Domestic situations in China also had an impact on the change. In the meeting of the National People’s Congress — China’s national legislature — in March this year, the constitutional provision that limited the state’s president to two terms totaling 10 years was deleted, making it possible for Xi to continue eternally in the post of the president.
A senior Japanese Foreign Ministry official said, “Xi’s power base has been stabilized and thus he obtained a free hand in diplomatic relations with Japan.”
On Friday during Abe’s visit, a forum will be held about infrastructure projects in third-party countries, such as Asian and African countries, which are included in the Belt and Road Initiative. The forum will be coorganized by Japanese and Chinese governments and private companies. The Chinese side likely intends to make the forum a place where China provides the participating countries with a view that China and Japan are in step in terms of the infrastructure projects.
Security still issue for Tokyo
Under such circumstances, however, Japan cannot wave away concern over its security relationship with China.
According to the Japan Coast Guard, the number of intrusion by Chinese government vessels into Japanese territorial waters around the Senkakus in 2018 was 18 as of Sunday. Japan has protested these Chinese activities each time it detected the intrusion.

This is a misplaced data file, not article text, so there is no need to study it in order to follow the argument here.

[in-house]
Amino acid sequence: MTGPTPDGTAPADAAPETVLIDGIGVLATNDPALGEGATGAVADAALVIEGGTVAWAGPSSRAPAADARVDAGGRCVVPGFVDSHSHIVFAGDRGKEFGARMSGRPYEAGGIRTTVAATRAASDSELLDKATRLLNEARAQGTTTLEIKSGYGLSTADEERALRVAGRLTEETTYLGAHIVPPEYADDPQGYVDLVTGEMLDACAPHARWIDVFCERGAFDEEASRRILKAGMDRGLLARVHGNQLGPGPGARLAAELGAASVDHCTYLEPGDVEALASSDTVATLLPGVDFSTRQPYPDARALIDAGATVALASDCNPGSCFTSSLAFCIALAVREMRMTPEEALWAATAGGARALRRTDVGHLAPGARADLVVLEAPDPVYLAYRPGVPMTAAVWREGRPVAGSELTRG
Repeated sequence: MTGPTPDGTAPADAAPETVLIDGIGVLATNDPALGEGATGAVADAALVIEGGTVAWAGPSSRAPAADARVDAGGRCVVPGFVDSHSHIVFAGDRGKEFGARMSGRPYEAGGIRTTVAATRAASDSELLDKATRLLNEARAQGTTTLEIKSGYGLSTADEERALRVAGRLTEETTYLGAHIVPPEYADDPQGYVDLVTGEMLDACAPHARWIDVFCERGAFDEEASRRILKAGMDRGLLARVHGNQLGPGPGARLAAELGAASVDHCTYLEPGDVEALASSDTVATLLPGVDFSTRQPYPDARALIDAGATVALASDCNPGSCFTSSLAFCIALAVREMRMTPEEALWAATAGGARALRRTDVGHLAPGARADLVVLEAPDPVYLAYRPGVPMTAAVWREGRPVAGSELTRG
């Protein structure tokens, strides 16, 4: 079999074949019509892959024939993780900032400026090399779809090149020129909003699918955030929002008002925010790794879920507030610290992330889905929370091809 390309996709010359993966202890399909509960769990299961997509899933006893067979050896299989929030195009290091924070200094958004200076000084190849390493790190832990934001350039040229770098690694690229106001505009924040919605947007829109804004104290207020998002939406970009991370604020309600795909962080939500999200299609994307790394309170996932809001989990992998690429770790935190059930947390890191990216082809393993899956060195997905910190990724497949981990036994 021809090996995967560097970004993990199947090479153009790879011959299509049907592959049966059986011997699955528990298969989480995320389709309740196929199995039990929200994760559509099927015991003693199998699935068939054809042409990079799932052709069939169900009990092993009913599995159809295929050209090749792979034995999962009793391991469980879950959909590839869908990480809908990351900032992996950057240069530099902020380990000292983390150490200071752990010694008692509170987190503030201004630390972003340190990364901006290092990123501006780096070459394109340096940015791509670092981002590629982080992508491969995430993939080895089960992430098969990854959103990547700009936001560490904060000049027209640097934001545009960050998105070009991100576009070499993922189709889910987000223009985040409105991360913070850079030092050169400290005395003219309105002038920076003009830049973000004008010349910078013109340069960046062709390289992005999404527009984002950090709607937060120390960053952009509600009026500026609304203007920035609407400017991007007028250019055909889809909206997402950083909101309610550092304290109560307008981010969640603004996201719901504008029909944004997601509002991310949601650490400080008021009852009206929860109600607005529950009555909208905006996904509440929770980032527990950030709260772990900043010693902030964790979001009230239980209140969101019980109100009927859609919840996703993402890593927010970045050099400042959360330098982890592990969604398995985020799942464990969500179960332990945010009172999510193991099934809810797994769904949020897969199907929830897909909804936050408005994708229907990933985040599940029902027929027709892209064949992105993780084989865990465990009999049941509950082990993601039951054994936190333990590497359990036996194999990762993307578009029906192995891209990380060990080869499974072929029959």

China continues to make artificial islands its military foothold in the South China Sea in spite of opposition from Southeast Asian countries.
The difference in the sense of values between Japan and China is also clear.
At a conference to promote exchange between Japanese and Chinese ruling parties in Toyako, Hokkaido, on Oct. 10, Song Tao, head of the Chinese Communist Party’s international affairs department, said that ruling parties of both countries urge the media to report the truth and have the media correct misinformation.
Toshihiro Nikai, secretary general of the ruling Liberal Democratic Party, who participated in the conference, said: “Freedom of the press is the most basic. It’s quite evident.”
Nevertheless, the Abe administration has launched efforts for the improvement of bilateral relations, seeing many advantageous points associated with it. A senior Japanese Foreign Ministry official said: “In diplomacy, there are factors [like those] seen in the Othello board game. If the Japan-China relationship changes from that of confrontation to improvement, the situation surrounding the Northeast Asia will also change.”
For Abe, whose term of office as president of the LDP will expire in three years, the improvement of Japan-China relations is an indispensable element to the realization of his own diplomatic legacy, including relations with Russia and North Korea.
It is highly likely that Xi will visit Japan next year on the occasions of the G20 meeting and other events in Japan. There is an influential view within Tokyo that the next year is an opportunity for the improvement of the bilateral relations.
Even while a great difference in positions on security and other issues persists, Japan and China are shortening the distance between them by putting importance on their own actual benefits in the economic and diplomatic sectors.